What If …

What if educational institutions stopped the development of curriculum and assessment programs?  What if they just said, hey, let’s stop working on programs for a bit and try something new?  What if people in educational leadership positions said,

Hey, let’s try this for two years.  Let’s put our focus and energy on helping to develop teachers.  Let’s help them develop into their vision of why they got into education in the first place.”

Before continuing I want to acknowledge three things.  First, I am not singling out issues in my school. I am proud of where I work and what we produce.  Second, this is not an observation that looks down on something but instead looks up to a potential outcome.  This is about aspirations, not condemnations.  Third, this is not an attack on any administrator or teacher. We are all humans are doing the best with what we have and become better tomorrow by learning from the mistakes made today.

With those acknowledgments made, I would like to get some things out in the open.

  1. Lasting positive change in education will occur when effective teacher-recruitment, development, and retention programs are developed.  Jennifer King Rice, a research associate at the Economic Policy Institute, wrote a book called Teacher Quality.  In her book, she claims that, “Teacher quality is the most important school-related factor influencing student achievement.

  2. Programs to formalize curriculum and testing protocols, grading devices, and standardizing best classroom practices are ineffective because they does not address the largest issues in education today.  Such programs might be creating those issues.  Certainly, these programs contribute to a feeling, by teachers, of being micromanaged.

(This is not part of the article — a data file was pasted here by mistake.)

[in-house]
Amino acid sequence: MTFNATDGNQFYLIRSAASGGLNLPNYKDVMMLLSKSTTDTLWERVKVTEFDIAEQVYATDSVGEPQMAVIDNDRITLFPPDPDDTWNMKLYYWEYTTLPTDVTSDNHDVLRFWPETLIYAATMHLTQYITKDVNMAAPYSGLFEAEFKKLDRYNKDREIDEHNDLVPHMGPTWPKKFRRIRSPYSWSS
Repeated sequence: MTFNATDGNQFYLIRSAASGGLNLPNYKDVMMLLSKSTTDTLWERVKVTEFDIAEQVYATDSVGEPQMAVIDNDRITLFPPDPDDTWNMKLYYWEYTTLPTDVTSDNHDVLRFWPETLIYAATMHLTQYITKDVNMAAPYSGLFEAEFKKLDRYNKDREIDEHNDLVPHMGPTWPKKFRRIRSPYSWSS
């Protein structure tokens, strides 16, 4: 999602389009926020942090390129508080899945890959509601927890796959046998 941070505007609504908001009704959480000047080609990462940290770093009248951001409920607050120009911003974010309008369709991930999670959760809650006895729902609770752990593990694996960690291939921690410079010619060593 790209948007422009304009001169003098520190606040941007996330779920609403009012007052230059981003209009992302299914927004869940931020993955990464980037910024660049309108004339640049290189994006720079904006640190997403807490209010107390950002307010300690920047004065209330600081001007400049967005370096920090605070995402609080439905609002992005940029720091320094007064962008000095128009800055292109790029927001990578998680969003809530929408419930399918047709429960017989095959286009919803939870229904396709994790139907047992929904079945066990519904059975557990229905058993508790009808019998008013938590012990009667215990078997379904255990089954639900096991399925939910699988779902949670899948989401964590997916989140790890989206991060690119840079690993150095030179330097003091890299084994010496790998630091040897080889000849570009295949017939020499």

3. It takes a significant amount of time to develop into a quality teacher.  This is entirely subjective, but the estimation of five years seems to be a reasonable amount of time required for a teacher to develop. 

  4. Almost half of new teachers fail to make it to the five-year mark, and over half of the teachers currently working in the US have less than 10 years of experience.  This contributes to a severe teacher shortage.  These first few items combine to create a negative feedback loop.

  5. There is an unfulfilled need in education to develop and support teachers so they can better execute their roles.  The professional development programs fail to provide meaningful coaching to help teachers improve their practices.  The programs designed to help teachers improve often have the opposite effect of their goal. 

In short, the most powerful contributor (outside of personal life), to quality outcomes in education is the teacher.  The biggest problem in education is the lack of quality teachers.  Teachers of all levels of experience are leaving, citing stress as the number one reason.  They’re leaving at increasing rate only made worse by COVID-19.  Efforts to attract, develop, and retain new teachers have failed because they fail to address the teacher.  Such programs and efforts exacerbate the problem.

To turn this trend around and improve educational we need a new direction. The response to issues in education should focus on recruiting quality potential teachers and then investing resources to help them develop and flourish in the classroom.  But, this is expensive and would require much time, both in developing teachers and in developing quality mentors.  The solution to either of these needs might be difficult to locate within educational institutions.